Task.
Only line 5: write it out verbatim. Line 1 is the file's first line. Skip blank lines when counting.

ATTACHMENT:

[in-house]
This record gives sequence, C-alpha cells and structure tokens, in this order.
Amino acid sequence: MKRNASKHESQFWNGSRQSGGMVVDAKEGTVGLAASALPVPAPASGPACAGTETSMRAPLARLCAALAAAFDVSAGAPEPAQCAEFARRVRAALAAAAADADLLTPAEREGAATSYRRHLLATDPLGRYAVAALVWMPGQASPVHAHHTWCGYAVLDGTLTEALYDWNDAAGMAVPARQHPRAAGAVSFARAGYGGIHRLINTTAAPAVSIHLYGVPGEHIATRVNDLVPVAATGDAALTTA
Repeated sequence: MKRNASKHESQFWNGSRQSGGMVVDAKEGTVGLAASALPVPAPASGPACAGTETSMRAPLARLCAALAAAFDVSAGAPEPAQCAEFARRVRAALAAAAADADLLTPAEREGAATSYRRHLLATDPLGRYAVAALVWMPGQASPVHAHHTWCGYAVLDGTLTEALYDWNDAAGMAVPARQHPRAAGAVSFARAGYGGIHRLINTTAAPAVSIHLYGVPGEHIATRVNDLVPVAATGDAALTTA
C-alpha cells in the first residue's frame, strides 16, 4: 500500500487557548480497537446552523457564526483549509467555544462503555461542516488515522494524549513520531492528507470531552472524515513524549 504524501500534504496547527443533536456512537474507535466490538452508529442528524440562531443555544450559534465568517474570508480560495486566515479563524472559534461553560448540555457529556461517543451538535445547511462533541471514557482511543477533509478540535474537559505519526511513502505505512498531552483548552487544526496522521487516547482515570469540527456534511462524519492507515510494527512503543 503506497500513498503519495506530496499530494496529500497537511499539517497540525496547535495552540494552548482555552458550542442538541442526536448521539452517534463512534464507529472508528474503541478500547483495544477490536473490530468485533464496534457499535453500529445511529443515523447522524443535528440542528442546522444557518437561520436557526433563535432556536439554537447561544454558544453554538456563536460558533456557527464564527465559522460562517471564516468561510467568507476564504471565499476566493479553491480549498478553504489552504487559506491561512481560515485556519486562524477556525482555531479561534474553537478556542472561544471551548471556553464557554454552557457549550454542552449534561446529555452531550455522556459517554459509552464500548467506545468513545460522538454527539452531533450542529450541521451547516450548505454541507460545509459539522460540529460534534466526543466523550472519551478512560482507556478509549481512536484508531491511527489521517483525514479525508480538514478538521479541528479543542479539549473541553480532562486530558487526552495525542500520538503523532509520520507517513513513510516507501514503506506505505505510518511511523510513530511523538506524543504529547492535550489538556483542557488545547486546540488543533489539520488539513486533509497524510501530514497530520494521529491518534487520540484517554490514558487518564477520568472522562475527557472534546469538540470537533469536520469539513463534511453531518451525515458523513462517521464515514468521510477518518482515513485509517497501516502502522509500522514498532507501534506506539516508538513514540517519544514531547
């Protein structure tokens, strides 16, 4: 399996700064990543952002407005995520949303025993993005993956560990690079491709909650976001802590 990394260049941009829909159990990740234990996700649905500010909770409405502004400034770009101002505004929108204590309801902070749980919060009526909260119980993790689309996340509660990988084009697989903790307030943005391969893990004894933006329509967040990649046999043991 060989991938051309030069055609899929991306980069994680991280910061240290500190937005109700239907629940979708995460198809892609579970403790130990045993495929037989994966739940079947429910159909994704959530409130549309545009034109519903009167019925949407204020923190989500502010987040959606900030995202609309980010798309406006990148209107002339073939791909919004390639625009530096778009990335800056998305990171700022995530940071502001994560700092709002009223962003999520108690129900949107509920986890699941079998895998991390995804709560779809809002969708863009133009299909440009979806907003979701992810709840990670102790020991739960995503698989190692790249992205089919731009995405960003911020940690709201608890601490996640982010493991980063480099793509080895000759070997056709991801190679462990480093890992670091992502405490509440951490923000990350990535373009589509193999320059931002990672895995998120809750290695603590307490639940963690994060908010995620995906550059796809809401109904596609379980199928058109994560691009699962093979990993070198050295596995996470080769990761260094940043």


C-alpha cells in the first residue's frame, strides 16, 4: 500500500487557548480497537446552523457564526483549509467555544462503555461542516488515522494524549513520531492528507470531552472524515513524549 504524501500534504496547527443533536456512537474507535466490538452508529442528524440562531443555544450559534465568517474570508480560495486566515479563524472559534461553560448540555457529556461517543451538535445547511462533541471514557482511543477533509478540535474537559505519526511513502505505512498531552483548552487544526496522521487516547482515570469540527456534511462524519492507515510494527512503543 503506497500513498503519495506530496499530494496529500497537511499539517497540525496547535495552540494552548482555552458550542442538541442526536448521539452517534463512534464507529472508528474503541478500547483495544477490536473490530468485533464496534457499535453500529445511529443515523447522524443535528440542528442546522444557518437561520436557526433563535432556536439554537447561544454558544453554538456563536460558533456557527464564527465559522460562517471564516468561510467568507476564504471565499476566493479553491480549498478553504489552504487559506491561512481560515485556519486562524477556525482555531479561534474553537478556542472561544471551548471556553464557554454552557457549550454542552449534561446529555452531550455522556459517554459509552464500548467506545468513545460522538454527539452531533450542529450541521451547516450548505454541507460545509459539522460540529460534534466526543466523550472519551478512560482507556478509549481512536484508531491511527489521517483525514479525508480538514478538521479541528479543542479539549473541553480532562486530558487526552495525542500520538503523532509520520507517513513513510516507501514503506506505505505510518511511523510513530511523538506524543504529547492535550489538556483542557488545547486546540488543533489539520488539513486533509497524510501530514497530520494521529491518534487520540484517554490514558487518564477520568472522562475527557472534546469538540470537533469536520469539513463534511453531518451525515458523513462517521464515514468521510477518518482515513485509517497501516502502522509500522514498532507501534506506539516508538513514540517519544514531547